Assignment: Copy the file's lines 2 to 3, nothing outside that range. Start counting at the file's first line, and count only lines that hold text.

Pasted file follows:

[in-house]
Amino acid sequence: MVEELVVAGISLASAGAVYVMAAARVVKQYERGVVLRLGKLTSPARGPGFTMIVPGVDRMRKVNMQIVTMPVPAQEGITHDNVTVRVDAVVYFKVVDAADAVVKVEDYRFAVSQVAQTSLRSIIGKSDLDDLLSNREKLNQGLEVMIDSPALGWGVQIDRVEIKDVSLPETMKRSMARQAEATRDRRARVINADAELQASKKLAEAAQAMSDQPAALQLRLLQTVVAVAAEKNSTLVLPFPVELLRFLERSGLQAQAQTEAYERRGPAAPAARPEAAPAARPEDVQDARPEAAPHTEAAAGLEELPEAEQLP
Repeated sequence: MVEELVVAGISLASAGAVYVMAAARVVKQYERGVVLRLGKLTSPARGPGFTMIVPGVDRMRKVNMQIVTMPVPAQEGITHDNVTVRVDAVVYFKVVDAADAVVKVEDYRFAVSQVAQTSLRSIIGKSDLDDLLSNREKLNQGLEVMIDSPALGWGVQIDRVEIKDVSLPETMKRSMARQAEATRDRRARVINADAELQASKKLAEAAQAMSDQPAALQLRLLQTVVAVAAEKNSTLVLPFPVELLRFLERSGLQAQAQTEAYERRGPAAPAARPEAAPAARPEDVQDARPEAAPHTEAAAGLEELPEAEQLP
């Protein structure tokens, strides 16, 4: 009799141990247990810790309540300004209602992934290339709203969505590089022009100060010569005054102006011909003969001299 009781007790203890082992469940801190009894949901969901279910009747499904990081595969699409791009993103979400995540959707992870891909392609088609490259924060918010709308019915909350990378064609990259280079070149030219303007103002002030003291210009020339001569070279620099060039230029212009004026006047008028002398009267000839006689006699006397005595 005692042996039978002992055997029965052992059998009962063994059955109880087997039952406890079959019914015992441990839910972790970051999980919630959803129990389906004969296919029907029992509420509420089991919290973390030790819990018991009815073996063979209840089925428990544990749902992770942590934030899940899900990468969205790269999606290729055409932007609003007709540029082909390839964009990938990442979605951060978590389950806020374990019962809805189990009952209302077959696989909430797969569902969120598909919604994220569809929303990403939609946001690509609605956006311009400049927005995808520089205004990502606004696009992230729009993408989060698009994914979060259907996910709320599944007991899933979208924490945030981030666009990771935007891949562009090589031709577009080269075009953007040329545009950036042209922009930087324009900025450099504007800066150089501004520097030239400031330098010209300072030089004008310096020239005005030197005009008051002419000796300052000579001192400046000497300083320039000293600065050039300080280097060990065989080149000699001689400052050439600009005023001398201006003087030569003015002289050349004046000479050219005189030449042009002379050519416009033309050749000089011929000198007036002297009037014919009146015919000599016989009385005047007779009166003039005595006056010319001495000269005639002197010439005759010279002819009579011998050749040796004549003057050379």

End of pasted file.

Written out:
Amino acid sequence: MVEELVVAGISLASAGAVYVMAAARVVKQYERGVVLRLGKLTSPARGPGFTMIVPGVDRMRKVNMQIVTMPVPAQEGITHDNVTVRVDAVVYFKVVDAADAVVKVEDYRFAVSQVAQTSLRSIIGKSDLDDLLSNREKLNQGLEVMIDSPALGWGVQIDRVEIKDVSLPETMKRSMARQAEATRDRRARVINADAELQASKKLAEAAQAMSDQPAALQLRLLQTVVAVAAEKNSTLVLPFPVELLRFLERSGLQAQAQTEAYERRGPAAPAARPEAAPAARPEDVQDARPEAAPHTEAAAGLEELPEAEQLP
Repeated sequence: MVEELVVAGISLASAGAVYVMAAARVVKQYERGVVLRLGKLTSPARGPGFTMIVPGVDRMRKVNMQIVTMPVPAQEGITHDNVTVRVDAVVYFKVVDAADAVVKVEDYRFAVSQVAQTSLRSIIGKSDLDDLLSNREKLNQGLEVMIDSPALGWGVQIDRVEIKDVSLPETMKRSMARQAEATRDRRARVINADAELQASKKLAEAAQAMSDQPAALQLRLLQTVVAVAAEKNSTLVLPFPVELLRFLERSGLQAQAQTEAYERRGPAAPAARPEAAPAARPEDVQDARPEAAPHTEAAAGLEELPEAEQLP